Academic journal article South Carolina Historical Magazine

The Lord Cornbury Scandal: The Politics of Reputation in British American

Academic journal article South Carolina Historical Magazine

The Lord Cornbury Scandal: The Politics of Reputation in British American

Article excerpt

The Lord Cornbury Scandal: The Politics of Reputation in British America. By Patricia U. Bonomi. (Chapel Hill and London: Published for the Omohundro Institute of Early American History and Culture by the University of North Carolina Press, 1998. Pp. xiv, 290. $29.95, cloth.)

Edward Hyde, Lord Cornbury, is probably the most notorious American colonial governor. Governor of New York from 1702 to 1708 and after 1703 governor of New Jersey as well, Cornbury is widely known from a portrait in the New York Historical Society reputedly depicting him in women's clothes. Contemporary political opponents claimed that he was guilty of both financial malfeasance and of being a transvestite. Cornbury was the grandson of Edward Hyde, First Earl of Clarendon, one of the original Carolina proprietors. In 1710 he inherited that earldom himself and went on to other trusted foreign service for his first cousin Queen Anne, but among American historians, where a Whig interpretation of history has prevailed, a strongly negative reputation has clung to Cornbury's name since the mid eighteenth century. Gotham, a current best-selling history of New York City, notes that he was "a casual chiseler on top of everything else." (p. 115). In Patricia Bonomi's superb new book, she convincingly argues that Cornbury was the victim of the common political rhetoric of his time. The Lord Cornbury Scandal is not only a remarkably interesting story but also has important implications for the history of other colonies, including South Carolina.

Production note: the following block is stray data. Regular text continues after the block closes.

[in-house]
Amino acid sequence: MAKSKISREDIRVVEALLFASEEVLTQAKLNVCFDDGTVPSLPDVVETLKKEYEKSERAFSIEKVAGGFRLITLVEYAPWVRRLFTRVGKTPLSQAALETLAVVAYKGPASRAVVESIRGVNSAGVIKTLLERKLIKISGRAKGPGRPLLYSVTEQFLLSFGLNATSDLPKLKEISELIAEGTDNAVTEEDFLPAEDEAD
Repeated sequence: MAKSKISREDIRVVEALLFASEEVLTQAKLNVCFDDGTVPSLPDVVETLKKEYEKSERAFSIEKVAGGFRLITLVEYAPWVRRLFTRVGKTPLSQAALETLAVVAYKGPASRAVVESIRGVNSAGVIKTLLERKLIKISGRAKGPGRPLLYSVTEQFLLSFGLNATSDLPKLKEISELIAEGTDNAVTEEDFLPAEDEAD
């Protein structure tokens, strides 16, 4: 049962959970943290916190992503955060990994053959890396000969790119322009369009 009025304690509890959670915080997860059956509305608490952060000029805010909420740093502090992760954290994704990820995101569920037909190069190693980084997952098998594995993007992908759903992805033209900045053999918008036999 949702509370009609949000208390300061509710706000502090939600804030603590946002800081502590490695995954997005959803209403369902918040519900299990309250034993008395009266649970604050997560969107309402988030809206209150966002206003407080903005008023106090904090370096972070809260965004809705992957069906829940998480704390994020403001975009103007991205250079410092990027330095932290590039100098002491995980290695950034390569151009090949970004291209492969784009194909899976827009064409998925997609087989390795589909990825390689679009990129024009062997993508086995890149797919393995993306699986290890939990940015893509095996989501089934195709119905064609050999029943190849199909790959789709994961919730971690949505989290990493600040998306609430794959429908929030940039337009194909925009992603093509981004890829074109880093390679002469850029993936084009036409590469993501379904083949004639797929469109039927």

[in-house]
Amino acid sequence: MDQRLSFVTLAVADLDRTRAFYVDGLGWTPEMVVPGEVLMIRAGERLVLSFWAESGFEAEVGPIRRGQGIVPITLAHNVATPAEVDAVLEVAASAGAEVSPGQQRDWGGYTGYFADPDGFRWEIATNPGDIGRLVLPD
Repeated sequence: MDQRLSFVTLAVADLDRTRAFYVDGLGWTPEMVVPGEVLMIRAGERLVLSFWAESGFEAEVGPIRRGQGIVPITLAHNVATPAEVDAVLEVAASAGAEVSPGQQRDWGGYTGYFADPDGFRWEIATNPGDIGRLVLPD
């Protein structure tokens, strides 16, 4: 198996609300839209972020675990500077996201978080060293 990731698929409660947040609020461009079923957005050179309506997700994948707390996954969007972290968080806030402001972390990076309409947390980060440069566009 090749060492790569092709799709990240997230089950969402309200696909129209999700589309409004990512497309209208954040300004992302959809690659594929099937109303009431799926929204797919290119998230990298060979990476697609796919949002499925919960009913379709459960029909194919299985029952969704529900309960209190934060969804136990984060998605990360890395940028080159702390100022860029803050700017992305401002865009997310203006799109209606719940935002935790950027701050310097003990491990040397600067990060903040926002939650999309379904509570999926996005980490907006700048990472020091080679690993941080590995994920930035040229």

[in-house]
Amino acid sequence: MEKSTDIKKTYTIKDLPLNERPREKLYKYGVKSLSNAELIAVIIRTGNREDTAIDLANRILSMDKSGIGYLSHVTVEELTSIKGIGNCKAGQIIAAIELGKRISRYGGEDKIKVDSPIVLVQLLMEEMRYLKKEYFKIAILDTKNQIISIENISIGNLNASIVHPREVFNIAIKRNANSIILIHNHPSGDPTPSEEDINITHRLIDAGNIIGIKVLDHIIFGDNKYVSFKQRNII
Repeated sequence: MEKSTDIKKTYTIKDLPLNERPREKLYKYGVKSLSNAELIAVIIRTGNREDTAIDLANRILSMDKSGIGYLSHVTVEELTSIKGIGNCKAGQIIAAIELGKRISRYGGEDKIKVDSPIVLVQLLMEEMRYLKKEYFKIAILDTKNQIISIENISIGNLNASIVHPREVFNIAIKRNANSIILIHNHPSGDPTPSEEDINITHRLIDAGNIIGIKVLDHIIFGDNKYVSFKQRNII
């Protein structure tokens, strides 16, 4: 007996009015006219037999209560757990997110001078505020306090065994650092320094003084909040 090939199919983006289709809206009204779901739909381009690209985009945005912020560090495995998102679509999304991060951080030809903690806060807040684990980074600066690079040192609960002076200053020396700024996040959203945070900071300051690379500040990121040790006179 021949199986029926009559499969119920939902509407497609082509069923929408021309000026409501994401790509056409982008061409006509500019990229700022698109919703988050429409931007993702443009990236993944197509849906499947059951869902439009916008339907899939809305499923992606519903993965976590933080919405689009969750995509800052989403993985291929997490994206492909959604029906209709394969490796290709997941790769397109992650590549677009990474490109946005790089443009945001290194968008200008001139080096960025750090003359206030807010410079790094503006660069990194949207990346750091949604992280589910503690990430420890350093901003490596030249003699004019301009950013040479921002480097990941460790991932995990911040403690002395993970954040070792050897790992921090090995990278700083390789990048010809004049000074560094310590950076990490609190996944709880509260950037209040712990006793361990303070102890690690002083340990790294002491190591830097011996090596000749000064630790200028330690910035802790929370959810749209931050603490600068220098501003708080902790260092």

Edward Hyde, Viscount Cornbury, was born in 1661 when his grandfather was still at the height of his power as Lord High Chancellor of England. His father's older sister, Anne Hyde, was then the wife of James, Duke of York, brother to the recently restored King Charles 11. It was Combury's fate to live in tumultuous political times. By 1685 he was a member of the House of Commons and master of the horse to Prince George of Denmark, husband of his cousin Princess Anne. In 1688 as a young military officer, Cornbury was among the first to desert the forces of his uncle-by-marriage, King James 11, to join William of Orange in effecting the Glorious Revolution. But Cornbury apparently had doubts about William's place in the succession in the event of the death of his cousin Queen Mary. His qualms meant that he did not fare well politically during most of the reigns of, first, William and Mary and then the widower William. The family had been on hard times financially since his grandfather's fall from power in 1667. Despite an advantageous marriage, Cornbury had grave difficulties keeping up appearances as the heir to an earldom. His situation improved dramatically in 1701 when King William, in the last year of his reign, appointed Combury governor general of the strategically important colony of New York. …

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